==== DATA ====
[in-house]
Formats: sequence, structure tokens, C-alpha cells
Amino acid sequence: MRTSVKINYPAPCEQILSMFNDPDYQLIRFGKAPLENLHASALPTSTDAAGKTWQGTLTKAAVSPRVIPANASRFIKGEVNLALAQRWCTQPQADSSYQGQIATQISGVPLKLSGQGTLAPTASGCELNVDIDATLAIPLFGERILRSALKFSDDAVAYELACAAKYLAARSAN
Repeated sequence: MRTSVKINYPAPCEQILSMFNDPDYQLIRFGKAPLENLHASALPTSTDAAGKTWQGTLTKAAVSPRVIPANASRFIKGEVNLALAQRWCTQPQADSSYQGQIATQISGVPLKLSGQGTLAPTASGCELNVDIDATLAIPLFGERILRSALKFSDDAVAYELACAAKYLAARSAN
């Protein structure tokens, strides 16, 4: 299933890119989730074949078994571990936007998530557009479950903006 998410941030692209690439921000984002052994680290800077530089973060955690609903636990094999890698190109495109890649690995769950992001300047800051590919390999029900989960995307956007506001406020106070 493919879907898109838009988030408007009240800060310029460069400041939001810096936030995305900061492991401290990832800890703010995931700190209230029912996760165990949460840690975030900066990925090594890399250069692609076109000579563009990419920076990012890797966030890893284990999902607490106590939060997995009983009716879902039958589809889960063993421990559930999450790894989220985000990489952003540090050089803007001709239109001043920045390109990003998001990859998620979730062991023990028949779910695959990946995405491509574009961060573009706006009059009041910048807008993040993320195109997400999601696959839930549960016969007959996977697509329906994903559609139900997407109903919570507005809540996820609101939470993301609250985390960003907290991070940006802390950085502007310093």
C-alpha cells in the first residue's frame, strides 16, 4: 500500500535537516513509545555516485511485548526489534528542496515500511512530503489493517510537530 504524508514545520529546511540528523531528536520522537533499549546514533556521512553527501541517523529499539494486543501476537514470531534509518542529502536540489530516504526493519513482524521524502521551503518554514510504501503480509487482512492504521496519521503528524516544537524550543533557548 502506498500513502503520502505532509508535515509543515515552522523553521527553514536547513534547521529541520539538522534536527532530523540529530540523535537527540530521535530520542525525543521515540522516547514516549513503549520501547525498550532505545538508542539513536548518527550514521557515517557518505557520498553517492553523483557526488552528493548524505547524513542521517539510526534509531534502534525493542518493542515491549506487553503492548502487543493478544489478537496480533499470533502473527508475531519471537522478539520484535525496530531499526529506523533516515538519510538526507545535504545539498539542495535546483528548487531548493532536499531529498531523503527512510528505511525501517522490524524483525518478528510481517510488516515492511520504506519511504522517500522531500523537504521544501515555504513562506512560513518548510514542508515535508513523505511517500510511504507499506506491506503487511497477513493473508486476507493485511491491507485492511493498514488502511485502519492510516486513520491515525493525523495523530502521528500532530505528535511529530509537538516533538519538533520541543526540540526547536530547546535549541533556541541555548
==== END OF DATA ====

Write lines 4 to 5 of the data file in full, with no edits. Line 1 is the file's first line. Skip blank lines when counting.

Repeated sequence: MRTSVKINYPAPCEQILSMFNDPDYQLIRFGKAPLENLHASALPTSTDAAGKTWQGTLTKAAVSPRVIPANASRFIKGEVNLALAQRWCTQPQADSSYQGQIATQISGVPLKLSGQGTLAPTASGCELNVDIDATLAIPLFGERILRSALKFSDDAVAYELACAAKYLAARSAN
């Protein structure tokens, strides 16, 4: 299933890119989730074949078994571990936007998530557009479950903006 998410941030692209690439921000984002052994680290800077530089973060955690609903636990094999890698190109495109890649690995769950992001300047800051590919390999029900989960995307956007506001406020106070 493919879907898109838009988030408007009240800060310029460069400041939001810096936030995305900061492991401290990832800890703010995931700190209230029912996760165990949460840690975030900066990925090594890399250069692609076109000579563009990419920076990012890797966030890893284990999902607490106590939060997995009983009716879902039958589809889960063993421990559930999450790894989220985000990489952003540090050089803007001709239109001043920045390109990003998001990859998620979730062991023990028949779910695959990946995405491509574009961060573009706006009059009041910048807008993040993320195109997400999601696959839930549960016969007959996977697509329906994903559609139900997407109903919570507005809540996820609101939470993301609250985390960003907290991070940006802390950085502007310093």